Will some dare call it treason? A Washington grand jury is probing worries that U.S. missile secrets were leaked, inadvertently or otherwise, to China; before long, congressional committees will hold hearings on this explosive possibility. Let's hope the probes, which are an offshoot of investigations of Chinese efforts to buy election-year influence in Washington, don't produce a wave of red-baiting hysteria. That would prevent America from sorting out the issues involved in this case and impede any hope of coming to an understanding of the key issue: whether cooperating with Beijing on any missile program is an inherent risk to national security.
The controversial Sino-American missile effort arose when China sought to find a place for itself in today's globalized world by offering its Long March military rockets as launchers for Western communication satellites, and doing it more cheaply than others.
The effort has not been an unblemished success. Since 1992, three satellite-tipped Long March rockets have crashed shortly after liftoff. At first, Beijing, for reasons of pride as well as security, refused to cooperate with outside post-mortems. But in February 1996, after the third Long March nose-dived to Earth seconds after takeoff, a badly shaken consortium of Western insurance companies bluntly told Chinese authorities that without an independent outside review they would stop insuring future Chinese launches.
It is the next stage that has attracted the grand jury's concern. After the Chinese caved in, an international review committee, with experts from Britain and Germany as well as the U.S. and China, went to work. The purpose was to help the Chinese understand why the Long March launches were going haywire so that such costly disasters wouldn't happen again. The panel produced a technical report, now in the hands of the grand jury, that few outside the review committee have seen. But those few who have describe it as focusing on the most likely culprits in the 1996 misfire, including the inertial measurement unit, a kind of super-gyroscope guiding a rocket's trajectory.
Then the first (and perhaps only) security violation occurred. Wah L. Lim, the review committee's chair, who was then working for Loral Space and Communications, transmitted the report to Beijing before the U.S. government could review it, as required by law. This was probably an innocent move by Lim, a famed physicist born in China and raised in Singapore, but it was regrettable. The larger controversy concerns what exactly was transmitted--and here the story gets murky. For if the grand jury probe is based on the content of the report itself, those who have seen it come away mystified by the thought that there's much in there to give the Chinese a big leg up on their missile program.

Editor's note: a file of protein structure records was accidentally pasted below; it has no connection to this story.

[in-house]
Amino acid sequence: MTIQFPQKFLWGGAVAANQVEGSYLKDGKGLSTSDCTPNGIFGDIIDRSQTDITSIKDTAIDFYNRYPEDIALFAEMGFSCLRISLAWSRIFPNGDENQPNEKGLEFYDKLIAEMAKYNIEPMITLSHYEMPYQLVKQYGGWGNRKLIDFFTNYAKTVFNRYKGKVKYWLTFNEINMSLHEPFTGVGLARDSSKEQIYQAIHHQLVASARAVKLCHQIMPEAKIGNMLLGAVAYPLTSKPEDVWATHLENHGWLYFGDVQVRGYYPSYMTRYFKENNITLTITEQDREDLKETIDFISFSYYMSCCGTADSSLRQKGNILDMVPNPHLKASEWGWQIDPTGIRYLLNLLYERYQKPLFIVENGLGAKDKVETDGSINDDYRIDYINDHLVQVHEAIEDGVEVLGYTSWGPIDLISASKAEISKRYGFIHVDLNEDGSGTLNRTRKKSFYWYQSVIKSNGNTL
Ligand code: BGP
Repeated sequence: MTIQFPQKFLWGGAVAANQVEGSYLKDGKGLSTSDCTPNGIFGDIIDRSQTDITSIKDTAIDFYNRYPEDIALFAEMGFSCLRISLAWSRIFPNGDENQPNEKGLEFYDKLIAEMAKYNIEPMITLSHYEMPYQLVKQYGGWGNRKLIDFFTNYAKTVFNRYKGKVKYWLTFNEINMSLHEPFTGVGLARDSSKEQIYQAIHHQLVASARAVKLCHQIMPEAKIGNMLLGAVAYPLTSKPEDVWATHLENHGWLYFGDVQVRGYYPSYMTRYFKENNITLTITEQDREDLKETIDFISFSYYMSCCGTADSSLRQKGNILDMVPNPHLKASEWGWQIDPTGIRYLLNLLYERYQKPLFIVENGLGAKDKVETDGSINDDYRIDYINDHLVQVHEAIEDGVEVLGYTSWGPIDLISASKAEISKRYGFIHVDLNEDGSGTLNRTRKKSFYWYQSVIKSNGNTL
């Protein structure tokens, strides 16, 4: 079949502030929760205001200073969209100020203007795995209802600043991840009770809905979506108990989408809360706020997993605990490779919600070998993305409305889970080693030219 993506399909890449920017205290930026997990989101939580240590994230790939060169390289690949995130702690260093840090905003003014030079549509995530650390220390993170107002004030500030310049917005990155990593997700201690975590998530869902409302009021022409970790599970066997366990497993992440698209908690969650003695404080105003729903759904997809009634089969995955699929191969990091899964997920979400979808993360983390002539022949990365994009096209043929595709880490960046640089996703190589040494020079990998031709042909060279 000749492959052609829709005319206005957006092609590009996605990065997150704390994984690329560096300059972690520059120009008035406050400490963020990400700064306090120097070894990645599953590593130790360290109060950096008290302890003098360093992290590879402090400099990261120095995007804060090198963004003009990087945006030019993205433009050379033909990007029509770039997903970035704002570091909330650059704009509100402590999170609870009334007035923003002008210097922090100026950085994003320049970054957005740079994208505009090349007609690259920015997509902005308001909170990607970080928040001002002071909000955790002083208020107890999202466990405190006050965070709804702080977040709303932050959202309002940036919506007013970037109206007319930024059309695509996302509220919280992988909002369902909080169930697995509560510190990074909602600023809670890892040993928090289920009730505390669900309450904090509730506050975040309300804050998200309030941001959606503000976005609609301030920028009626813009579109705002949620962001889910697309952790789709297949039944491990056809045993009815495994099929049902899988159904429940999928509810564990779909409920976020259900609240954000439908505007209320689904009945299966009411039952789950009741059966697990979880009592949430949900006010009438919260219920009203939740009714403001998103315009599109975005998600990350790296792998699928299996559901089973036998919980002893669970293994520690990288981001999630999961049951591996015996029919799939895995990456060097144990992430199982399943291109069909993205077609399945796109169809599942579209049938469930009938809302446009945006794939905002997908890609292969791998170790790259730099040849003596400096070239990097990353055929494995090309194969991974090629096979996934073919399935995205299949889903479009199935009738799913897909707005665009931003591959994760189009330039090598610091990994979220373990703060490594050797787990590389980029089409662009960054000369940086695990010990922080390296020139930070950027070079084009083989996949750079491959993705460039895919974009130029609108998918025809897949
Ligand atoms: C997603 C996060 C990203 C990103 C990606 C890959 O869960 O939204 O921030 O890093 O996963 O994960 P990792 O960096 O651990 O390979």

America does need to keep its technological edge and guard its military security. But America also has a troubling track record of going ballistic over red-scare issues like this. Consider that at the California Institute of Technology more than four decades ago, Tsien Hsue-shen, a brilliant mainland-China-born engineer, was accused of providing secrets to Beijing during the anti-China McCarthy hysteria. Nothing was ever firmly established, but in the emotion of the time Tsien was deported back to China. There, apparently filled with revenge, he went to work for the Communist leadership and became the father of the modern Chinese missile program. So the last thing we need now is a whirlwind witch hunt with unpredictable consequences.
As Congress readies itself to plunge into the whole issue, not just the 1996 incident, let's keep in mind that the purpose of the review committee's work was to decrease the propensity of Chinese civilian missiles to crash and take Western satellites down with them, not to increase the accuracy of Chinese ballistic missiles. Those who oppose any U.S. cooperation with China will no doubt fail to see the difference. But if the U.S. is going to work with China in this area, it is obviously in the best interests of all to avoid launch disasters.
We should also keep in mind that these technology cooperations are not one-way streets: The very process of working with China and reviewing what went wrong can wind up providing the West with new insights into the Chinese missile program--about its quality-control standards, its prelaunch testing procedures, its engineering and its technological capabilities. Unless something of huge significance did in fact hit the Chinese between the eyes as they read the outside report, the United States may be learning from this missile cooperation program at least as much as the Chinese. But from all the charges and countercharges flying about, you'd think America had given away the technological store. This is very improbable. Explains one knowledgable source, "It may be that the program was more likely a tremendous intelligence coup for the United States." In reality, carefully monitored missile cooperation with the Chinese is not only in Western economic interests but in U.S. security and intelligence interests as well. It would be ironic if all this probing wound up terminating a process that is enhancing our security rather than undermining it.
Times columnist Tom Plate teaches at UCLA. E-mail: email@example.com.